Rebecca Plevin Health Reporter
Rebecca Plevin is a health reporter at KPCC. She also writes KPCC's consumer health blog, Impatient.
Prior to working at KPCC, Rebecca spent five years covering health news in California's Central Valley, first for the bilingual paper Vida en el Valle, and then for Fresno-based Valley Public Radio. She was also a lead reporter on The Reporting on Health Collaborative's groundbreaking series of stories about valley fever.
Rebecca’s work has appeared on Morning Edition, All Things Considered, Marketplace, The California Report, Latino USA, and Capital Public Radio's health documentary series, The View From Here. She's earned an LA Press Club Award for best blog and the George Gruner Award for Meritorious Public Service in Journalism (twice!), as well as top honors from the California Newspaper Publishers Association and the National Association of Hispanic Journalists.Rebecca grew up in the Washington, D.C. area and is a graduate of Northwestern University's Medill School of Journalism. She's also a fluent Spanish speaker, an avid rock climber and an acro yoga fanatic.
Stories by Rebecca Plevin
A man who shot two deputies Thursday night in Bellflower, leaving them critically wounded, has been caught and is now in custody, sheriff's officials said Friday.
Some Duarte residents were being allowed to return to their homes Wednesday, but many evacuations remain in place. Firefighters face another day of strong winds.
L.A. and Orange County health officials recommend using mosquito repellent when going outside at dawn and dusk. Their main concern is West Nile virus, not Zika.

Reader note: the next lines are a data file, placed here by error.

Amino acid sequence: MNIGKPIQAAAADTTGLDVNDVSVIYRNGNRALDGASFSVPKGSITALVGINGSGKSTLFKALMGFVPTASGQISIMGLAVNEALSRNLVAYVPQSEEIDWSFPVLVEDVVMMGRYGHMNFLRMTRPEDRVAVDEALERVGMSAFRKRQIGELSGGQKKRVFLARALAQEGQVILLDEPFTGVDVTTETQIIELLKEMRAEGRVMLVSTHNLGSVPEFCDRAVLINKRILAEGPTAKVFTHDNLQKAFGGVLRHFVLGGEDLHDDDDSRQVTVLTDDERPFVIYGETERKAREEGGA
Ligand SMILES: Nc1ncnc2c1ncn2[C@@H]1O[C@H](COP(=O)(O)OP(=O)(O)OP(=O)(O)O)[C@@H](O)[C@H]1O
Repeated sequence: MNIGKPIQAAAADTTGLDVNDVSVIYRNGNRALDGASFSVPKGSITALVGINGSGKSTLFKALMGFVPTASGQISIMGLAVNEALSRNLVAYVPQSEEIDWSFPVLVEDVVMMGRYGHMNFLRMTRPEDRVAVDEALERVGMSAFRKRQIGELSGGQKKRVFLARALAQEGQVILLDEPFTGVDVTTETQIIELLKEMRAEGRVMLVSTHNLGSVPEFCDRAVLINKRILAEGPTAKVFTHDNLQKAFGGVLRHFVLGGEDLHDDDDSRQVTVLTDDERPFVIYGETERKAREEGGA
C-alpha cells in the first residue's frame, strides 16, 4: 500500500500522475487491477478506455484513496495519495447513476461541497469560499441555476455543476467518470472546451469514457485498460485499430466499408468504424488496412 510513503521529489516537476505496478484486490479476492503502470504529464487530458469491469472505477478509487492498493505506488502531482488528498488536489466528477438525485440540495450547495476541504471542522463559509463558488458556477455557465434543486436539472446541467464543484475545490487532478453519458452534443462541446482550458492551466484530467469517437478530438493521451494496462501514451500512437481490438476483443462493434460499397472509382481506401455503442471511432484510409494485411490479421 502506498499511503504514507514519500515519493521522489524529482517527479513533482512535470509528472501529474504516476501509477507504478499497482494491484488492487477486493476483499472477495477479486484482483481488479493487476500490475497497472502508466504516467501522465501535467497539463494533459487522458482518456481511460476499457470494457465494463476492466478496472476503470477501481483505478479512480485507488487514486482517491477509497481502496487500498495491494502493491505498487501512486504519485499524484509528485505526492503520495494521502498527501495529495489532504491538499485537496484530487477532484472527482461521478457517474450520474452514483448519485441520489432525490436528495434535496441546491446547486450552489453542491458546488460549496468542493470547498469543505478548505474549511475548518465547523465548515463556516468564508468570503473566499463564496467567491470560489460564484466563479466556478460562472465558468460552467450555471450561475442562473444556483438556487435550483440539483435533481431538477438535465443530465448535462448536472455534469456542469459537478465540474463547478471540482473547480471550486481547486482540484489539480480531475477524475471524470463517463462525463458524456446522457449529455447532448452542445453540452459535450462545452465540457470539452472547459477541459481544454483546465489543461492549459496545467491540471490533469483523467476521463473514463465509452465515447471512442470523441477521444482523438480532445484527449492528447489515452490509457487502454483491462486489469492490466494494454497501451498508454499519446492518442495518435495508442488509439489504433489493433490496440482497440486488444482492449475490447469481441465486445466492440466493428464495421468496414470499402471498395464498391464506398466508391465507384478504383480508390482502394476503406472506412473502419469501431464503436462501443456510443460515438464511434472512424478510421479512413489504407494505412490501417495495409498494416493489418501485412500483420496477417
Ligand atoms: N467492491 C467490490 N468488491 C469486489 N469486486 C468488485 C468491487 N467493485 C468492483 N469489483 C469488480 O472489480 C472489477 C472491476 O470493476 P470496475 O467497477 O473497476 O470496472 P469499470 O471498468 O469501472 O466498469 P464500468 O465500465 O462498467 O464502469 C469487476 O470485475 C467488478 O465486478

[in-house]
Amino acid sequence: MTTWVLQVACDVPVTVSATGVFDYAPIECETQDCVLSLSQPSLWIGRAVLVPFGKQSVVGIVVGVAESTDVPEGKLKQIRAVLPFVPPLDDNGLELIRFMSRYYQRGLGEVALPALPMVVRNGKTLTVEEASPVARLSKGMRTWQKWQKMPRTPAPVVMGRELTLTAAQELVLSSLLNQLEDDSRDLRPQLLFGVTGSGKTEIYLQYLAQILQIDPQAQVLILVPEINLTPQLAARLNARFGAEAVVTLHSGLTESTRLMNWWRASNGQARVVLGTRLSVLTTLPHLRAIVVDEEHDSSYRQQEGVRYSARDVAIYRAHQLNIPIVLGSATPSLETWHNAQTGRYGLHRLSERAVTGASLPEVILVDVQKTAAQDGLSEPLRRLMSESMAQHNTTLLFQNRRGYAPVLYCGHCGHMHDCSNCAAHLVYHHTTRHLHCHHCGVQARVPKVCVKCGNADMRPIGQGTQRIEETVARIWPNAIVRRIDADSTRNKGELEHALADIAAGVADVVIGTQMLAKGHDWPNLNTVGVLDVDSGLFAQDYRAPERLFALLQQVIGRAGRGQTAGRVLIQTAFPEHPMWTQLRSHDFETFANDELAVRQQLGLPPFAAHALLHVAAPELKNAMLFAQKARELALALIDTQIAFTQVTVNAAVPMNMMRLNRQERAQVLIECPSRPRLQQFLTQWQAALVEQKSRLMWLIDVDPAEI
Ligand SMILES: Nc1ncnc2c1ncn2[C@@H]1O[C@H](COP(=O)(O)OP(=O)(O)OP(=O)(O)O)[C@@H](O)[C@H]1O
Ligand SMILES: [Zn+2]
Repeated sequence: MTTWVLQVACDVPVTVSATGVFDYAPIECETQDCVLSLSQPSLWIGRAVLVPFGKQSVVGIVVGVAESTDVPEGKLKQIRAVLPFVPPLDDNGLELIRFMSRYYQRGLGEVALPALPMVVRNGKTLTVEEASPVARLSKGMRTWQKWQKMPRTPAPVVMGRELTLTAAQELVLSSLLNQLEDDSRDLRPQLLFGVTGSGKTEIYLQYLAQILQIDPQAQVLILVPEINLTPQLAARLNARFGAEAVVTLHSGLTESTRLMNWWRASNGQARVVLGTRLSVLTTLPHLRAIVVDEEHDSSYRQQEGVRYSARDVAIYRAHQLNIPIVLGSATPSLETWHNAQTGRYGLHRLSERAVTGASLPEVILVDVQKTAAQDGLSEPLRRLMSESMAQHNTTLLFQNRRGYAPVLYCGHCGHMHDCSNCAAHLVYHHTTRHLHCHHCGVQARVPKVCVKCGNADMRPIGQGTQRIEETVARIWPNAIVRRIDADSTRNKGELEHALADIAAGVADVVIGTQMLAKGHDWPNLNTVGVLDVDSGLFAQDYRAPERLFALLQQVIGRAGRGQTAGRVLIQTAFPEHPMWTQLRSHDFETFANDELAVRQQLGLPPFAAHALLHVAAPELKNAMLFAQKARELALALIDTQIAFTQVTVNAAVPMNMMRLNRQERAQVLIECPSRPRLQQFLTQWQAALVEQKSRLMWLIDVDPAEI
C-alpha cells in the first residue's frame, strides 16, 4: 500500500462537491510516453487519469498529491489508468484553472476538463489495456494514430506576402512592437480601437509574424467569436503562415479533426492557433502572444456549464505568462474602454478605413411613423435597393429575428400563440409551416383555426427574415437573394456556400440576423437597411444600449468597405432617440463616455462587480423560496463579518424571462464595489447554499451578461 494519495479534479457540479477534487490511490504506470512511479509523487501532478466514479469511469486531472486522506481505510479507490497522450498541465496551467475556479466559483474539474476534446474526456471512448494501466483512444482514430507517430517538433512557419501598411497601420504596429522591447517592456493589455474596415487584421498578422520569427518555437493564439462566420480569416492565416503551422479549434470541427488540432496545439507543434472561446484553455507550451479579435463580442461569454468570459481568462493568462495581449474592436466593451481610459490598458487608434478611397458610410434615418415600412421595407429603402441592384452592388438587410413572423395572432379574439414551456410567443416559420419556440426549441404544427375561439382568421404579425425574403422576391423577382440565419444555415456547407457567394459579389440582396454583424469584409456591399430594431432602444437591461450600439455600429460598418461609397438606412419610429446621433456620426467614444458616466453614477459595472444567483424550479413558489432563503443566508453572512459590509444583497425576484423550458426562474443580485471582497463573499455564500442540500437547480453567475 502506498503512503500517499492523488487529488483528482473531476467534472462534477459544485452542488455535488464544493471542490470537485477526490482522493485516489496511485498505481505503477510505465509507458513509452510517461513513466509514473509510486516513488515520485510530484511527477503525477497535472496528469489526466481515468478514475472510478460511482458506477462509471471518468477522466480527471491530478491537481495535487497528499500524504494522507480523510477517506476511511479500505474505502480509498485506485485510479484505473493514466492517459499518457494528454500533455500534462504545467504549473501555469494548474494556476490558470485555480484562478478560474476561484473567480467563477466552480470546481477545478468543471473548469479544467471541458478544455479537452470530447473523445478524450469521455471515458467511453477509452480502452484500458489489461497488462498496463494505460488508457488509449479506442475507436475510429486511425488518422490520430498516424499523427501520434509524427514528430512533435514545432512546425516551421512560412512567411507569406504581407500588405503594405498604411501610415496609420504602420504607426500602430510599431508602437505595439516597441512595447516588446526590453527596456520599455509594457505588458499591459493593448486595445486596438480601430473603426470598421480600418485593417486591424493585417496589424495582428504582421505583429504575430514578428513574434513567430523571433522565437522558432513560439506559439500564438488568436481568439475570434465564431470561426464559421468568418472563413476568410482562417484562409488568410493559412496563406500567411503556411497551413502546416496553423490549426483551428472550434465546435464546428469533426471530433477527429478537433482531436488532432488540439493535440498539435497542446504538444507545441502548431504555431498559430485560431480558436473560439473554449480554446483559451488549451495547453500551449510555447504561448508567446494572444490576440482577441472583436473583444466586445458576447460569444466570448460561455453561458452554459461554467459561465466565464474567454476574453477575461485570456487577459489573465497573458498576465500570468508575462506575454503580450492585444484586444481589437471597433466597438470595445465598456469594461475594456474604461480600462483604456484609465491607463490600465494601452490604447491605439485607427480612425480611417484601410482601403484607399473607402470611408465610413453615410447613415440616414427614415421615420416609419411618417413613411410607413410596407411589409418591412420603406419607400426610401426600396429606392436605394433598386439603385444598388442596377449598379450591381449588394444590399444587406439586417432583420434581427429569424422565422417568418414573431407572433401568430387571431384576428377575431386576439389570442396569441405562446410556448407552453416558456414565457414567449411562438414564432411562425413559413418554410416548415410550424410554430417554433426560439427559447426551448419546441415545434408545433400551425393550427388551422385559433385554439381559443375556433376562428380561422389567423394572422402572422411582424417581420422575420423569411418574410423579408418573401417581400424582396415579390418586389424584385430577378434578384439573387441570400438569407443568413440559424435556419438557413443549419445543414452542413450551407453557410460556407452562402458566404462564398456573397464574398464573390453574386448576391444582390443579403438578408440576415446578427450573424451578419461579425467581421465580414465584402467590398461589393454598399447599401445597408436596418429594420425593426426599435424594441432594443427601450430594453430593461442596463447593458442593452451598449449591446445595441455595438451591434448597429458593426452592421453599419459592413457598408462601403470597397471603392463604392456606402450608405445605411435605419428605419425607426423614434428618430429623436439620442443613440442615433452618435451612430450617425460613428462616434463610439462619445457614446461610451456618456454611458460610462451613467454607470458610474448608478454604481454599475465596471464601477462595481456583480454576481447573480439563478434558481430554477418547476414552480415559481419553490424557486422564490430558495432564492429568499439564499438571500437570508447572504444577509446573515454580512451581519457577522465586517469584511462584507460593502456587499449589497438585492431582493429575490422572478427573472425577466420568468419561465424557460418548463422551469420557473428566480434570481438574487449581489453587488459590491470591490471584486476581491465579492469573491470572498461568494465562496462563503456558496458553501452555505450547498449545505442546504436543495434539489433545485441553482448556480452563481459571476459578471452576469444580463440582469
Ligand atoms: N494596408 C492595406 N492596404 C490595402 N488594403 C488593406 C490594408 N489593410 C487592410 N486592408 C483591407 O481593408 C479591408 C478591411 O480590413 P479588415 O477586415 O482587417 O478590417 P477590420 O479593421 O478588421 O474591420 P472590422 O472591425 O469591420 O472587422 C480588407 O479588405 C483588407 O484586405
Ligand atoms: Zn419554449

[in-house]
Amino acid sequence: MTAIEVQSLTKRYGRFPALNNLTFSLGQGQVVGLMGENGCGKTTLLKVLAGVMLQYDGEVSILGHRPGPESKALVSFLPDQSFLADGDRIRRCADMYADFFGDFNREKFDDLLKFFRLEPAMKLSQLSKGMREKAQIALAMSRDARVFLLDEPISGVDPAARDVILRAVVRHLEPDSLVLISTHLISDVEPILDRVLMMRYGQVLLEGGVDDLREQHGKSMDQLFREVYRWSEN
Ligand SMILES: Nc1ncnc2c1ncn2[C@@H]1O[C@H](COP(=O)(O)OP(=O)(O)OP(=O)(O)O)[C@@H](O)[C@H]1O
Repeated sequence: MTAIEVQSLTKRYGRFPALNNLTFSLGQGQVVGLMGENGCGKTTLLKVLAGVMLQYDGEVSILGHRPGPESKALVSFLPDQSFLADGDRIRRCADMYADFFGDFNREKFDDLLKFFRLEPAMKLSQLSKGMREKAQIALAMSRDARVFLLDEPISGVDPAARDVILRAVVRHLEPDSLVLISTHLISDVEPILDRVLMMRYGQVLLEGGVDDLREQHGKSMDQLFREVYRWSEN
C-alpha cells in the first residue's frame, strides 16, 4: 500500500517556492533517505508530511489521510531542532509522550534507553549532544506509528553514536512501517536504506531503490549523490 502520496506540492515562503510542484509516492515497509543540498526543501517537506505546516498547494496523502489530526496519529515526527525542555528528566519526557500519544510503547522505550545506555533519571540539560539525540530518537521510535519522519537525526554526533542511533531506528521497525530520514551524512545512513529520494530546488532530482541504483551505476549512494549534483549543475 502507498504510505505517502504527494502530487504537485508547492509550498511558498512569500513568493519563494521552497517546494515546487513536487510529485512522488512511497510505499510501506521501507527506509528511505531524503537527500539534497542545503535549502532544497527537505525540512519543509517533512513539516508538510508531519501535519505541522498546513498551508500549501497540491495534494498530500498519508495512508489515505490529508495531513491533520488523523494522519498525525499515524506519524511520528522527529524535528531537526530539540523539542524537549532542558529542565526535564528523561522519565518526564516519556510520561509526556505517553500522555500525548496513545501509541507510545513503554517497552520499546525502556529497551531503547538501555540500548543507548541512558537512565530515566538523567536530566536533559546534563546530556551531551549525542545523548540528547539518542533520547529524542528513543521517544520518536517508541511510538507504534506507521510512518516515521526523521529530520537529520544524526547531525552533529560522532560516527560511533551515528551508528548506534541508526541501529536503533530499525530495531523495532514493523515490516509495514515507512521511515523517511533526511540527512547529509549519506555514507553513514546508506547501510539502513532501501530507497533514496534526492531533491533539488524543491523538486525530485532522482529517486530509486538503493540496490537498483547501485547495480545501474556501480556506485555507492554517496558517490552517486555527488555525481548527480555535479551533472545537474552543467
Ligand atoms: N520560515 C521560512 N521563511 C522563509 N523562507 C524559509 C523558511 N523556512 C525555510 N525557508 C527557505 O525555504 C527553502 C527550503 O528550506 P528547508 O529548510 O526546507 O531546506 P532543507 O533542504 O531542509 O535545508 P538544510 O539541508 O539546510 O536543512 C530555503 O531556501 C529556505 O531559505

Firefighters have been hampered by extremely dry and rocky terrain, sporadic wind gusts and thin staffing, as nearby crews work to extinguish wildfires throughout SoCal.
A new bill would protect people from paying surprise medical bills for out-of-network charges. It's an updated version of a proposal that stalled last year.
For the second week in a row, the city will try to rid several Coachella neighborhoods of Zika-carrying Aedes aegypti mosquitoes.
State data show a drop in denials of requests from Medi-Cal fee-for-service patients. The vast majority still don't get the drugs, however.
The initiative would cap what the state pays at no more than the lowest price the VA pays. The CMA and others back the drug manufacturer-funded No campaign.
Veterans and their families say they will go to the polls next Tuesday to vote for more benefits for veterans, including more housing and better counseling.
Last week, the L.A. City Attorney sent letters to six "crisis pregnancy centers," informing them of their obligation to tell clients abortion is an option.
Two new analyses suggest that treating people during earlier stages of the disease saves insurers in the long run by avoiding expensive complications.
The HMO and the health insurer are working to get doctors to reduce the prescribed daily dosage to below the level at which the overdose risk skyrockets.
A study shows that eating when stressed can lead to lowered stress levels. Another study finds it's unclear whether comfort eating can improve your mood.
It's often mixed with more popular opioids, and doctors don't always order the separate lab analysis that's often needed to detect fentanyl.
Some school districts were unsure how the state's new vaccination law applies to children on Individualized Education Programs.